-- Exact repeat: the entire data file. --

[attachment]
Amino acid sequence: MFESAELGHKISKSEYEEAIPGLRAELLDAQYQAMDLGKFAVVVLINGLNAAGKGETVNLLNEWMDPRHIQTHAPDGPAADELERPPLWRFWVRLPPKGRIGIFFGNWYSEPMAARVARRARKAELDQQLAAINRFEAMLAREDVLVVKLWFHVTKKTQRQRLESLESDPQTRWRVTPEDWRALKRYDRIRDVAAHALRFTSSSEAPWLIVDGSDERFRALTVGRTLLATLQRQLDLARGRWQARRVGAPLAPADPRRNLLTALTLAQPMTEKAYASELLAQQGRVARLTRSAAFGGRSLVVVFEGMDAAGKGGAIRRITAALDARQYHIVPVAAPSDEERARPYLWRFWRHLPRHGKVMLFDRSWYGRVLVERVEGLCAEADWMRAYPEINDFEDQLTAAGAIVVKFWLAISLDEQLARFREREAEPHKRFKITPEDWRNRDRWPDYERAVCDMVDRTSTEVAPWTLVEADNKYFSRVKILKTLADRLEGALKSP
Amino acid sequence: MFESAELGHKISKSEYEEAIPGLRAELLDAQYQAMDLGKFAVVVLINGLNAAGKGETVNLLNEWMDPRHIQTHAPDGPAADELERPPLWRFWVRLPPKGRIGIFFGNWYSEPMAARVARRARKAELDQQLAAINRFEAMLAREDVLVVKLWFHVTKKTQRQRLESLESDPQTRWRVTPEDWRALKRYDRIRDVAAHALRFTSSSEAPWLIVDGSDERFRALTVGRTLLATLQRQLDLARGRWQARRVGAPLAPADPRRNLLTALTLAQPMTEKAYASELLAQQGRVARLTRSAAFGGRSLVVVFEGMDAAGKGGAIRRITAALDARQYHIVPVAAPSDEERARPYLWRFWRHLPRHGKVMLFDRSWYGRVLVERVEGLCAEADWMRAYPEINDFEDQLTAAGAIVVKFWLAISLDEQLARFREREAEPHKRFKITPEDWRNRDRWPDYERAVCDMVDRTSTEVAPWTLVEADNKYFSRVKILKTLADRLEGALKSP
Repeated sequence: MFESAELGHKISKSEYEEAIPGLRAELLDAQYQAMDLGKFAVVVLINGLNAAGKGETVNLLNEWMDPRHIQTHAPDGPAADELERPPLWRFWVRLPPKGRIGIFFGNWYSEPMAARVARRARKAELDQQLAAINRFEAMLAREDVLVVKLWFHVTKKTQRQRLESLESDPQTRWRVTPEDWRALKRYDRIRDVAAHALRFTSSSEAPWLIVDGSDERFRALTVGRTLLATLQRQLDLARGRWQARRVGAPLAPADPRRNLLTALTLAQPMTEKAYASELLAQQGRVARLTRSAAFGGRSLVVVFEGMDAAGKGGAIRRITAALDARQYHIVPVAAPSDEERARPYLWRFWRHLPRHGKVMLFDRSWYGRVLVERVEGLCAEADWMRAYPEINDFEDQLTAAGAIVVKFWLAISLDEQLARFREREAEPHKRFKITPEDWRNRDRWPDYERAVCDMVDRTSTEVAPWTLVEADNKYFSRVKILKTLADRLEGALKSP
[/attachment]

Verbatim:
Amino acid sequence: MFESAELGHKISKSEYEEAIPGLRAELLDAQYQAMDLGKFAVVVLINGLNAAGKGETVNLLNEWMDPRHIQTHAPDGPAADELERPPLWRFWVRLPPKGRIGIFFGNWYSEPMAARVARRARKAELDQQLAAINRFEAMLAREDVLVVKLWFHVTKKTQRQRLESLESDPQTRWRVTPEDWRALKRYDRIRDVAAHALRFTSSSEAPWLIVDGSDERFRALTVGRTLLATLQRQLDLARGRWQARRVGAPLAPADPRRNLLTALTLAQPMTEKAYASELLAQQGRVARLTRSAAFGGRSLVVVFEGMDAAGKGGAIRRITAALDARQYHIVPVAAPSDEERARPYLWRFWRHLPRHGKVMLFDRSWYGRVLVERVEGLCAEADWMRAYPEINDFEDQLTAAGAIVVKFWLAISLDEQLARFREREAEPHKRFKITPEDWRNRDRWPDYERAVCDMVDRTSTEVAPWTLVEADNKYFSRVKILKTLADRLEGALKSP
Amino acid sequence: MFESAELGHKISKSEYEEAIPGLRAELLDAQYQAMDLGKFAVVVLINGLNAAGKGETVNLLNEWMDPRHIQTHAPDGPAADELERPPLWRFWVRLPPKGRIGIFFGNWYSEPMAARVARRARKAELDQQLAAINRFEAMLAREDVLVVKLWFHVTKKTQRQRLESLESDPQTRWRVTPEDWRALKRYDRIRDVAAHALRFTSSSEAPWLIVDGSDERFRALTVGRTLLATLQRQLDLARGRWQARRVGAPLAPADPRRNLLTALTLAQPMTEKAYASELLAQQGRVARLTRSAAFGGRSLVVVFEGMDAAGKGGAIRRITAALDARQYHIVPVAAPSDEERARPYLWRFWRHLPRHGKVMLFDRSWYGRVLVERVEGLCAEADWMRAYPEINDFEDQLTAAGAIVVKFWLAISLDEQLARFREREAEPHKRFKITPEDWRNRDRWPDYERAVCDMVDRTSTEVAPWTLVEADNKYFSRVKILKTLADRLEGALKSP
Repeated sequence: MFESAELGHKISKSEYEEAIPGLRAELLDAQYQAMDLGKFAVVVLINGLNAAGKGETVNLLNEWMDPRHIQTHAPDGPAADELERPPLWRFWVRLPPKGRIGIFFGNWYSEPMAARVARRARKAELDQQLAAINRFEAMLAREDVLVVKLWFHVTKKTQRQRLESLESDPQTRWRVTPEDWRALKRYDRIRDVAAHALRFTSSSEAPWLIVDGSDERFRALTVGRTLLATLQRQLDLARGRWQARRVGAPLAPADPRRNLLTALTLAQPMTEKAYASELLAQQGRVARLTRSAAFGGRSLVVVFEGMDAAGKGGAIRRITAALDARQYHIVPVAAPSDEERARPYLWRFWRHLPRHGKVMLFDRSWYGRVLVERVEGLCAEADWMRAYPEINDFEDQLTAAGAIVVKFWLAISLDEQLARFREREAEPHKRFKITPEDWRNRDRWPDYERAVCDMVDRTSTEVAPWTLVEADNKYFSRVKILKTLADRLEGALKSP